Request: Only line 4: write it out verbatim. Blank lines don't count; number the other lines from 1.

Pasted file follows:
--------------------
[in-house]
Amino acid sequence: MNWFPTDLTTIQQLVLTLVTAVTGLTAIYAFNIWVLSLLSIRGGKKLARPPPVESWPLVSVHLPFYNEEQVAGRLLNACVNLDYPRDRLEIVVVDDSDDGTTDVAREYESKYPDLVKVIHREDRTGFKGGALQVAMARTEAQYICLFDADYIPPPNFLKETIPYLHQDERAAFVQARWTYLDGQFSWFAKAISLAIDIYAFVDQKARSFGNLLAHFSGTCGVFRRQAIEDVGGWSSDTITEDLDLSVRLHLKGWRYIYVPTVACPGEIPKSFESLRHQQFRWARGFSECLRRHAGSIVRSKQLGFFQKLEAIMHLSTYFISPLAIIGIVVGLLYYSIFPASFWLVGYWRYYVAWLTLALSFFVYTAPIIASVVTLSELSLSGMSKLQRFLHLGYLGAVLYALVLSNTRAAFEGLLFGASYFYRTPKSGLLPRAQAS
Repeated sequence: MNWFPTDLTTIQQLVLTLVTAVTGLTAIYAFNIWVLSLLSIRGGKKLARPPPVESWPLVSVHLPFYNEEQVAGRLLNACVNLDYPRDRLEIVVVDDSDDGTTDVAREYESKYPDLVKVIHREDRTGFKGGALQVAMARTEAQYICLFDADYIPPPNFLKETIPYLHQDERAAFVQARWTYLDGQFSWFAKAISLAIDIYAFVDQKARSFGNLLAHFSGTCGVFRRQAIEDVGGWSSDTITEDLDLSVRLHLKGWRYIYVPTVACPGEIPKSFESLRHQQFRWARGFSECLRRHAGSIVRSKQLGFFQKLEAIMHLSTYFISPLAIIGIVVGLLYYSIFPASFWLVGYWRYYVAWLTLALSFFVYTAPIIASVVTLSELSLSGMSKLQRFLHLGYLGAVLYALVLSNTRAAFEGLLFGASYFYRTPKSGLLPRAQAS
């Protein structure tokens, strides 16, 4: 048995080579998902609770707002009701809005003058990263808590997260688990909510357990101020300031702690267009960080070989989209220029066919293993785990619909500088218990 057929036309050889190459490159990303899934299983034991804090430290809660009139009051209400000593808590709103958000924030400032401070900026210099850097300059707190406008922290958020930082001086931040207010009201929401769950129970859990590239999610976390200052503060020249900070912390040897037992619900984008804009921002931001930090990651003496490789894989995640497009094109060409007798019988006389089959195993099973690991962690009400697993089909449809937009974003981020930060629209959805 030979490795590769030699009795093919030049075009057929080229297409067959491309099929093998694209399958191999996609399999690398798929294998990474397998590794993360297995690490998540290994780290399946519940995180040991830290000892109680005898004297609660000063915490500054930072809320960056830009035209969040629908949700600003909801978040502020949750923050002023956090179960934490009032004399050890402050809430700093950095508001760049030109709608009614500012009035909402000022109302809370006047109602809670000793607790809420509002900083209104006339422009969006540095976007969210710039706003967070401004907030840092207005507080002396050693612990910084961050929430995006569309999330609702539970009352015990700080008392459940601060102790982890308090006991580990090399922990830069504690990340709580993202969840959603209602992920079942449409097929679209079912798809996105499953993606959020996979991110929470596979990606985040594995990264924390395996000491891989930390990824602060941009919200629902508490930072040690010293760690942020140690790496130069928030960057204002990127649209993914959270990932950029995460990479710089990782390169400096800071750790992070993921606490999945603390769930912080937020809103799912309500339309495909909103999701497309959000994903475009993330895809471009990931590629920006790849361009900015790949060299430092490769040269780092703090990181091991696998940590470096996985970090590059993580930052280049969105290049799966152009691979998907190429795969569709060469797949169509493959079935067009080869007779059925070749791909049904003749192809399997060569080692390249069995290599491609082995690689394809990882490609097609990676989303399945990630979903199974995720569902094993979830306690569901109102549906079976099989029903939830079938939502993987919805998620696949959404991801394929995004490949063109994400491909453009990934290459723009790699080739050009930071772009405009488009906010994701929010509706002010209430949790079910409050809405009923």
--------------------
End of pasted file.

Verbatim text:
């Protein structure tokens, strides 16, 4: 048995080579998902609770707002009701809005003058990263808590997260688990909510357990101020300031702690267009960080070989989209220029066919293993785990619909500088218990 057929036309050889190459490159990303899934299983034991804090430290809660009139009051209400000593808590709103958000924030400032401070900026210099850097300059707190406008922290958020930082001086931040207010009201929401769950129970859990590239999610976390200052503060020249900070912390040897037992619900984008804009921002931001930090990651003496490789894989995640497009094109060409007798019988006389089959195993099973690991962690009400697993089909449809937009974003981020930060629209959805 030979490795590769030699009795093919030049075009057929080229297409067959491309099929093998694209399958191999996609399999690398798929294998990474397998590794993360297995690490998540290994780290399946519940995180040991830290000892109680005898004297609660000063915490500054930072809320960056830009035209969040629908949700600003909801978040502020949750923050002023956090179960934490009032004399050890402050809430700093950095508001760049030109709608009614500012009035909402000022109302809370006047109602809670000793607790809420509002900083209104006339422009969006540095976007969210710039706003967070401004907030840092207005507080002396050693612990910084961050929430995006569309999330609702539970009352015990700080008392459940601060102790982890308090006991580990090399922990830069504690990340709580993202969840959603209602992920079942449409097929679209079912798809996105499953993606959020996979991110929470596979990606985040594995990264924390395996000491891989930390990824602060941009919200629902508490930072040690010293760690942020140690790496130069928030960057204002990127649209993914959270990932950029995460990479710089990782390169400096800071750790992070993921606490999945603390769930912080937020809103799912309500339309495909909103999701497309959000994903475009993330895809471009990931590629920006790849361009900015790949060299430092490769040269780092703090990181091991696998940590470096996985970090590059993580930052280049969105290049799966152009691979998907190429795969569709060469797949169509493959079935067009080869007779059925070749791909049904003749192809399997060569080692390249069995290599491609082995690689394809990882490609097609990676989303399945990630979903199974995720569902094993979830306690569901109102549906079976099989029903939830079938939502993987919805998620696949959404991801394929995004490949063109994400491909453009990934290459723009790699080739050009930071772009405009488009906010994701929010509706002010209430949790079910409050809405009923």